Danger vs. self/non-self model

Ken Frauwirth BioKen frauwirt at bacillus.Berkeley.EDU
Tue Jul 1 15:42:10 EST 1997


In article <5pb4k8$ffq at panix.com>, Ian A. York <iayork at panix.com> wrote:
>In article <33B84A2A.5CC8 at ntu.ac.uk>,  <fd601220 at ntu.ac.uk> wrote:
>
>My strongest feeling is that no model of the immune system is correct,
>nor can it possibly be correct.  The immune system is a thing unto
>itself, which happened rather than being created; as such it's a mishmash
>of things that work.  It is not a tidy toy railroad that can be easily
>reduced to an aphorism like "danger" or "self/non-self", as if it
>depended on advertising jingles for its effectiveness.  In other words,
>the claim that *this* model is wrong therefore *that* model is right is
>rather a silly one.
>
>That being said, it seems to me that the "danger" model makes more
>incorrect predictions than does the "self/non-self" model.  It's trivial
>to make immune responses to innocuous antigens--ovalbumin, KLH.  It may be
>said that the mode of administration (injection, for example) leads to
>some trauma that triggers the immune response.  Problem is, the degree of
>trauma associated with this is on the same order of magnitude as ongoing,
>perpetual trauma due to, oh, bumping into walls, spilling hot coffee on
>your hand, or getting bitten by a flea (if you're a mouse, that is; I mean
>no criticism of your persoanl hygiene). If this degree of trauma is all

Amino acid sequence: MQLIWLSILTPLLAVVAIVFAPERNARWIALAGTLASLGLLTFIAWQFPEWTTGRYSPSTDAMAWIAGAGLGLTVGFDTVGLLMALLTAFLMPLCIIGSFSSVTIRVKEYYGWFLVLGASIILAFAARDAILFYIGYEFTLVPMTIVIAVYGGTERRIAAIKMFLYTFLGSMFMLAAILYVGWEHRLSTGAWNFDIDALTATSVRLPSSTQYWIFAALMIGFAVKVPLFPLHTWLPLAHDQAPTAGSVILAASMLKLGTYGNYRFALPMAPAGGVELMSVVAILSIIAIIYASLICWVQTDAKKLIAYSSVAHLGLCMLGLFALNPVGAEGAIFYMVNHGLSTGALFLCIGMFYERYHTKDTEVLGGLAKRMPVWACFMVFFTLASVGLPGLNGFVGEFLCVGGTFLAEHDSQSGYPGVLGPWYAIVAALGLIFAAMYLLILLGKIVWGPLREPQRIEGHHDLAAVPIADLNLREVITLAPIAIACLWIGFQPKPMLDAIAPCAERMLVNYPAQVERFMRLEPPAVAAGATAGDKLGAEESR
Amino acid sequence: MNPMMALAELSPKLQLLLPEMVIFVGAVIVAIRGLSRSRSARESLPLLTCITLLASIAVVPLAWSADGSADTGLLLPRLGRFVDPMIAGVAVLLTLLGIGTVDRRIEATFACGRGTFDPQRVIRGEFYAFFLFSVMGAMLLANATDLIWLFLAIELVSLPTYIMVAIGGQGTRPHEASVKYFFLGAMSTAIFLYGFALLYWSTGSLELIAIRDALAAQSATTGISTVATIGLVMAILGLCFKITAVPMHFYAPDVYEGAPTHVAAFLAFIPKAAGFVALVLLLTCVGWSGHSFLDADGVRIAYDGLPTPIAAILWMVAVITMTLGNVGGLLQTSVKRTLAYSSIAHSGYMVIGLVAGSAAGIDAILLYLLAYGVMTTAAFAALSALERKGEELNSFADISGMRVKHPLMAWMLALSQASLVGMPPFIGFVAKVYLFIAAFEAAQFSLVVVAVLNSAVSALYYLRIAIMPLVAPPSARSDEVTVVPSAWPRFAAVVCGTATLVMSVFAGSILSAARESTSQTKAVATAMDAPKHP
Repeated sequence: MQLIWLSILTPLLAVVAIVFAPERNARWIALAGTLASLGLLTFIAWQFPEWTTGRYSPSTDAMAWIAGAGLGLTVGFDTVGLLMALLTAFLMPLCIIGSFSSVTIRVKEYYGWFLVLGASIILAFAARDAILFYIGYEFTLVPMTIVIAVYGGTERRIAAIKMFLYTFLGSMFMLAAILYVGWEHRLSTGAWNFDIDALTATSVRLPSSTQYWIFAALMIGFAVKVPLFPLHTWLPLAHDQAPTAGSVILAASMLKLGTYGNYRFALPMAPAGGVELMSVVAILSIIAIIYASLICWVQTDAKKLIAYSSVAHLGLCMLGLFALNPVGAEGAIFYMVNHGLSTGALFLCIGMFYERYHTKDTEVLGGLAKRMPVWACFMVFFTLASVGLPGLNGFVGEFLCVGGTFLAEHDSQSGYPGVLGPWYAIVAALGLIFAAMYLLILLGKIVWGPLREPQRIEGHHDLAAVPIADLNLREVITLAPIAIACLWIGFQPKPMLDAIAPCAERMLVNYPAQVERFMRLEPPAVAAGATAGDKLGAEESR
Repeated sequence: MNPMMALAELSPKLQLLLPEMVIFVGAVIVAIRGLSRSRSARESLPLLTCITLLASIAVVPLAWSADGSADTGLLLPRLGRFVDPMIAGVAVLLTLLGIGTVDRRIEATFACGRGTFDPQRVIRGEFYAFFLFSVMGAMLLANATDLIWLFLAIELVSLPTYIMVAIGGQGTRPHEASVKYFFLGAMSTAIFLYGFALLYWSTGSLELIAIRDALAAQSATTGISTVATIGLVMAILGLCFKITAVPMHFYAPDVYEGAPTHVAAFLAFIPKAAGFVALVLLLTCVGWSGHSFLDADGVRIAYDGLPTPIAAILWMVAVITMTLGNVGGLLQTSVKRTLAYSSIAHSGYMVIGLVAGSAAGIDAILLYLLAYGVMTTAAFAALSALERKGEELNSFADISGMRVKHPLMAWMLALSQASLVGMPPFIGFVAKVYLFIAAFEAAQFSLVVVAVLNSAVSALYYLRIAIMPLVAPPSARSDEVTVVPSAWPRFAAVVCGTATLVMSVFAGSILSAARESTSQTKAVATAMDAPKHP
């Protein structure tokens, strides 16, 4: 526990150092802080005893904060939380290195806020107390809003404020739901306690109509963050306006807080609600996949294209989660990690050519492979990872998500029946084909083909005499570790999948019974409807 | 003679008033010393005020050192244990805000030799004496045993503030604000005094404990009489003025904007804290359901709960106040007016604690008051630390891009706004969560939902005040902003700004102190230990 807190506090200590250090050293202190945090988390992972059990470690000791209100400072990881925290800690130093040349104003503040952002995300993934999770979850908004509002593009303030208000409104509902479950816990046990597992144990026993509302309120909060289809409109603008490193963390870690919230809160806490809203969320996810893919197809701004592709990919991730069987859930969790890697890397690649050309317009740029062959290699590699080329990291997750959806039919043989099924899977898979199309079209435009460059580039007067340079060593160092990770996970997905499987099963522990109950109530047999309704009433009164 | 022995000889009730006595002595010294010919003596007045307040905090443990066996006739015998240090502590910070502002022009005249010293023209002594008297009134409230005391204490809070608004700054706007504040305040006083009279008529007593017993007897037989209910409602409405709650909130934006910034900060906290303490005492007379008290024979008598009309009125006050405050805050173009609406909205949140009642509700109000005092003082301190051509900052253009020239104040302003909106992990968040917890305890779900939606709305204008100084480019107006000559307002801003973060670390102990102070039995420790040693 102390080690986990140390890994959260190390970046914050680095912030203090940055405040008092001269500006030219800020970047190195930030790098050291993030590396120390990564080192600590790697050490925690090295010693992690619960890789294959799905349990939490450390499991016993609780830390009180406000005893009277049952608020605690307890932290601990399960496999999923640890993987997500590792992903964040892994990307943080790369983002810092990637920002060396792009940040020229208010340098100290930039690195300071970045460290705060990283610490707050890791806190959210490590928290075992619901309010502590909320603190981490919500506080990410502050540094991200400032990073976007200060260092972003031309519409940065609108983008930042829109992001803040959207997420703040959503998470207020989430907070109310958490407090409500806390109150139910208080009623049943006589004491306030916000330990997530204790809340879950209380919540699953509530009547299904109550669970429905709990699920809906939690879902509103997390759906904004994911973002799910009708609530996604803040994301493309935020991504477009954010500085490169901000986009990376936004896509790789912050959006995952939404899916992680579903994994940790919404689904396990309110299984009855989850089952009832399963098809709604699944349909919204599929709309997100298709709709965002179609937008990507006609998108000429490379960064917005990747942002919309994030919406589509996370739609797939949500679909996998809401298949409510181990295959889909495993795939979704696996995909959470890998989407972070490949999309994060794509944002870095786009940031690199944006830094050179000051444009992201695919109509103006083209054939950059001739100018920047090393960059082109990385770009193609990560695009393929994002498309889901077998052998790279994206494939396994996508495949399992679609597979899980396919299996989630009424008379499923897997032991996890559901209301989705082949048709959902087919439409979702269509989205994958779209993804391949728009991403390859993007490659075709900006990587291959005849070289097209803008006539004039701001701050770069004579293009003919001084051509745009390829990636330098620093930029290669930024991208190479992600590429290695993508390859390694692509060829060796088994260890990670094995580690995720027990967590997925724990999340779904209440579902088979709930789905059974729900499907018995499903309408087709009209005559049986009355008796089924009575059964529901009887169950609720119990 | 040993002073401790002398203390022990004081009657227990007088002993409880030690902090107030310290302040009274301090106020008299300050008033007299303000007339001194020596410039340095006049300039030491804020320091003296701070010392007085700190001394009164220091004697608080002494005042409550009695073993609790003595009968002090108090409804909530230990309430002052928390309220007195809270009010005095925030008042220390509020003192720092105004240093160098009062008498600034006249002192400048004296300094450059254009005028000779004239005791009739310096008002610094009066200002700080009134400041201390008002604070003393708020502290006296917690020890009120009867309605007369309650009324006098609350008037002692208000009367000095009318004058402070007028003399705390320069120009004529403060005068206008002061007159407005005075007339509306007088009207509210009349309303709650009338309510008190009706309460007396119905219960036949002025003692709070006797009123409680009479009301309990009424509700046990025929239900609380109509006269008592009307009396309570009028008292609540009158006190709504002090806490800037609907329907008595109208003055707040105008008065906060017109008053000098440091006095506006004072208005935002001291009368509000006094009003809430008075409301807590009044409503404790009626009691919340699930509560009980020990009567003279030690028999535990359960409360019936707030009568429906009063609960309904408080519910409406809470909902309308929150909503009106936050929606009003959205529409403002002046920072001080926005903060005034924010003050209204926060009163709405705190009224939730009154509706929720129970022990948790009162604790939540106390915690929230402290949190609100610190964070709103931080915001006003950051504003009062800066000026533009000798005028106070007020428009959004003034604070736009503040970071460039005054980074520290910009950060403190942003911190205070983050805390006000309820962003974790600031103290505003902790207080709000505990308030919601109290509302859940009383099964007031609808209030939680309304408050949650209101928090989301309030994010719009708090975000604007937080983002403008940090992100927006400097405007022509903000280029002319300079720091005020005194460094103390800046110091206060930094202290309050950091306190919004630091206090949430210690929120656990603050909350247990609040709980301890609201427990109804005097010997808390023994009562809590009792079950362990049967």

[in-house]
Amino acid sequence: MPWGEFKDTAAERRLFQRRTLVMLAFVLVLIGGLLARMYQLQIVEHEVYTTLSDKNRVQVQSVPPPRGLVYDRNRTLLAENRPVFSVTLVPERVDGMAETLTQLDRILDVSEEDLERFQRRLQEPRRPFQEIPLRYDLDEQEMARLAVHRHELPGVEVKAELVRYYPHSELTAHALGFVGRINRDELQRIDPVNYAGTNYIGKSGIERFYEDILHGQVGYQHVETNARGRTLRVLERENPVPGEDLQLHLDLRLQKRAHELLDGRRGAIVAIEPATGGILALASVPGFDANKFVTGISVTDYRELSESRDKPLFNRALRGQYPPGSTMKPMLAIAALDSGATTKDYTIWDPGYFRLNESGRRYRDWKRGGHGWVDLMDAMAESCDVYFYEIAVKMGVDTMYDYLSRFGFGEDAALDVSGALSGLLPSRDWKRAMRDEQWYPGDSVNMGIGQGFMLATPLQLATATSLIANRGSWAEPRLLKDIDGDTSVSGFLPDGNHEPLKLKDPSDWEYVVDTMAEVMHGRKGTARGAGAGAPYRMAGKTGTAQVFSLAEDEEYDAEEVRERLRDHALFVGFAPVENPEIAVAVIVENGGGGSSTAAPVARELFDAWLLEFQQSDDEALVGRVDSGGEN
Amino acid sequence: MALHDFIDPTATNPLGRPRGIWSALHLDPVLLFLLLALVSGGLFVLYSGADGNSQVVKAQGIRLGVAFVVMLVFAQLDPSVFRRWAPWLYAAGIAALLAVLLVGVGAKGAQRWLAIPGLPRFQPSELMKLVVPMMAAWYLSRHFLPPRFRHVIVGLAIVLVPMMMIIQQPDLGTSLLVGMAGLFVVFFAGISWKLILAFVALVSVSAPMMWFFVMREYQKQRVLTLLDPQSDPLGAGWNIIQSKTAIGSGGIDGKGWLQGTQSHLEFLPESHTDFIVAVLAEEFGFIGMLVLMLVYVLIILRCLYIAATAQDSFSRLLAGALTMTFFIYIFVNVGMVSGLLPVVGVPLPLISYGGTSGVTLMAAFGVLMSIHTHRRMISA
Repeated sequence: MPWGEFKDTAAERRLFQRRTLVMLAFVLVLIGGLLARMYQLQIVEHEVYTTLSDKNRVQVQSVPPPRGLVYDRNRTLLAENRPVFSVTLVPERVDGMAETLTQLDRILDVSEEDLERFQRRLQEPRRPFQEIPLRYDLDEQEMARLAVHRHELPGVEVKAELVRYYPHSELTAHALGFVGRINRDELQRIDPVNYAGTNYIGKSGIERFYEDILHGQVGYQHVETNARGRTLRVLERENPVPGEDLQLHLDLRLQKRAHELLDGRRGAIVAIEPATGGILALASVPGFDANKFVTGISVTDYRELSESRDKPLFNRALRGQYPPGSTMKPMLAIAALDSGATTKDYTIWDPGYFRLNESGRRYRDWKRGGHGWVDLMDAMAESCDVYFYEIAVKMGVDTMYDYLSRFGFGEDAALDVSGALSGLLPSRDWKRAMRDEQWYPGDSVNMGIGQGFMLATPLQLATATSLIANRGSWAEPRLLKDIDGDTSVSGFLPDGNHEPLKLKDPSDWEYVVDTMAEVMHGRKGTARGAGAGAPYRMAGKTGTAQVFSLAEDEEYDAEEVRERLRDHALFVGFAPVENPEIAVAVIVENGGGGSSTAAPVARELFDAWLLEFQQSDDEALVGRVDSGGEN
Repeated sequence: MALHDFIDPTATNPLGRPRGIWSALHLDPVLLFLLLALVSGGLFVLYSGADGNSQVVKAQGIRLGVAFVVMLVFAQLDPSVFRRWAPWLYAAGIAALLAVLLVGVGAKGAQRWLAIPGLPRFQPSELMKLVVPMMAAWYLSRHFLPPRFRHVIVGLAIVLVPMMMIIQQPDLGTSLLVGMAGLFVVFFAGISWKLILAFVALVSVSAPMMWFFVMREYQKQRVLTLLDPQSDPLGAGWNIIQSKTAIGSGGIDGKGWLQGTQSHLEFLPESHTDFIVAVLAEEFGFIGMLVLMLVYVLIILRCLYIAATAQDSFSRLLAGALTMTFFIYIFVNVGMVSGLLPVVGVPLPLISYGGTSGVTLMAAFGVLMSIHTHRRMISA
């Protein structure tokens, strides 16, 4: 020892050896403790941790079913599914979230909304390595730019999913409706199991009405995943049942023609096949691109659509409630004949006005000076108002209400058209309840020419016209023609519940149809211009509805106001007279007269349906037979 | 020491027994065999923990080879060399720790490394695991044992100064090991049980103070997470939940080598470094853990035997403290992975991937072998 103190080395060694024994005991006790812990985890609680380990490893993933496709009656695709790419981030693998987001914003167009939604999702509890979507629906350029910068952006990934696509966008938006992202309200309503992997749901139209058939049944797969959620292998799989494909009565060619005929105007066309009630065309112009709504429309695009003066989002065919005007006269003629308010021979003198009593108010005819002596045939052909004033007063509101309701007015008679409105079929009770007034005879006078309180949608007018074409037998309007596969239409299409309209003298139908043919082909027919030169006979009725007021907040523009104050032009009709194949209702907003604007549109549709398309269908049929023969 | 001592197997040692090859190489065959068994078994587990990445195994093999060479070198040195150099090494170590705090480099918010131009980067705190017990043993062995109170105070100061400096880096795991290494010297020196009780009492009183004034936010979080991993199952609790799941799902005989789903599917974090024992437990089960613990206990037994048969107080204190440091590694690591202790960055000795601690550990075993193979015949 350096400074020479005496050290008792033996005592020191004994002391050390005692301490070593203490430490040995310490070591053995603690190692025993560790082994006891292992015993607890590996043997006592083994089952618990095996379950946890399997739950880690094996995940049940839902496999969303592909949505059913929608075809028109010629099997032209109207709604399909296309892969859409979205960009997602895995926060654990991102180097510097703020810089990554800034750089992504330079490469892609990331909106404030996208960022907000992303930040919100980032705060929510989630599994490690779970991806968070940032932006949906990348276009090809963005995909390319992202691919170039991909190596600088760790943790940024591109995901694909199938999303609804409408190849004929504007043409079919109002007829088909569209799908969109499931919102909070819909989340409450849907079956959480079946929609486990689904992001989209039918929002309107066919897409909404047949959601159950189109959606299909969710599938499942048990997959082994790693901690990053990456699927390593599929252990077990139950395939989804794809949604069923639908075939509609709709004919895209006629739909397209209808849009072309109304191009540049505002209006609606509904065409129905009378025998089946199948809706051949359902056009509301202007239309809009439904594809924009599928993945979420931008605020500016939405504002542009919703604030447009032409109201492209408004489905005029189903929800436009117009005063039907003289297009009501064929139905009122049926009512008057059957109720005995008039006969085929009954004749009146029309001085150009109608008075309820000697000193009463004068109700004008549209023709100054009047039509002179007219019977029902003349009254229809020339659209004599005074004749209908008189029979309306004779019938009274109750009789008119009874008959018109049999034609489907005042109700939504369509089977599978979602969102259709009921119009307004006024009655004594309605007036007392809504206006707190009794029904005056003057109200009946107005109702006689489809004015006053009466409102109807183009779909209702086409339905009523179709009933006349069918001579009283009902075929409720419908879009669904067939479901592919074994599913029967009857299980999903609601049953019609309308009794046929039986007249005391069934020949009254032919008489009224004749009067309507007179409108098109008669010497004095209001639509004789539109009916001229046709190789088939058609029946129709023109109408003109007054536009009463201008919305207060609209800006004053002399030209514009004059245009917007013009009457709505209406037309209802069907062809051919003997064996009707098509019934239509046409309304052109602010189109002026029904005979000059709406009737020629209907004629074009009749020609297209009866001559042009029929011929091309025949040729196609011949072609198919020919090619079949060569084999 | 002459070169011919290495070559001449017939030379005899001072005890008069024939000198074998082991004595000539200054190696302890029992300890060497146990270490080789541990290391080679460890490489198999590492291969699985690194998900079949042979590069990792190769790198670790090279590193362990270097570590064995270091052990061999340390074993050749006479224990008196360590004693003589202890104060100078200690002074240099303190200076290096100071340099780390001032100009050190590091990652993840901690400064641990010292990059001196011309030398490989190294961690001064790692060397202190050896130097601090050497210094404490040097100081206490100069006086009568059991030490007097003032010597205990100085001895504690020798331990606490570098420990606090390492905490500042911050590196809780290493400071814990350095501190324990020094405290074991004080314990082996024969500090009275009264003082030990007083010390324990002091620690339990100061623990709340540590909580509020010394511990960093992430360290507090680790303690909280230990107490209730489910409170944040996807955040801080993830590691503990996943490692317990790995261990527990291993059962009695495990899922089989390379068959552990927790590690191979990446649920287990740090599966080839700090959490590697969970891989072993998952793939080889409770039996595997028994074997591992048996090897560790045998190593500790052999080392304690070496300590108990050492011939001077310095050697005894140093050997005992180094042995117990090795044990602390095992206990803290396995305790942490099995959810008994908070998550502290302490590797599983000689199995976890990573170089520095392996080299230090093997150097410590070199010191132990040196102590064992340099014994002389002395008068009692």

>that's necessary for the "danger" signal, then there's always a danger
>signal, and so the model predicts a perpetually "on" system.  If so, the
>model is useless, because you still need other explanations for immune
>regulation. 

I completely agree with you as far as neither model being a complete
description of the way the immune system functions.  Further, there is
room for significant overlap between them - they need not be mutually 
exclusive.  Central tolerance seems to work on a self/non-self basis, while 
peripheral tolerance may rely more on the presence or absence of danger
signals.  However, I think you are dismissing the "danger" model too 
quickly, perhaps because you have not read Matzinger's and Fuch's presentation
of it.  The basis is that one can *not* easily generate an antibody or T cell
response by simply injecting soluble antigen; in fact, such an immunization 
is likely to result in tolerance to that antigen.  Instead, coinjection of an 
adjuvant is necessary, and that adjuvant serves as the "danger" signal and 
induces an inflammatory response.  My main problem with Matzinger's "danger"
model is her insistence that it is incompatible with the self/non-self model.
While a danger signal may be needed to initiate a response, it still only
works for an antigen that has not already been determined to be "self" 
during T cell development.

Ken Frauwirth

-- 
Ken Frauwirth (MiSTie #33025)                         _           _
frauwirt at mendel.berkeley.edu                         |_) *    |/ (_ |\ |
http://www.ocf.berkeley.edu/~frauwirt/               |_) | () |\ (_ | \|  
DNRC Title: Chairman of Joint Commission on In-duh-vidual Affairs



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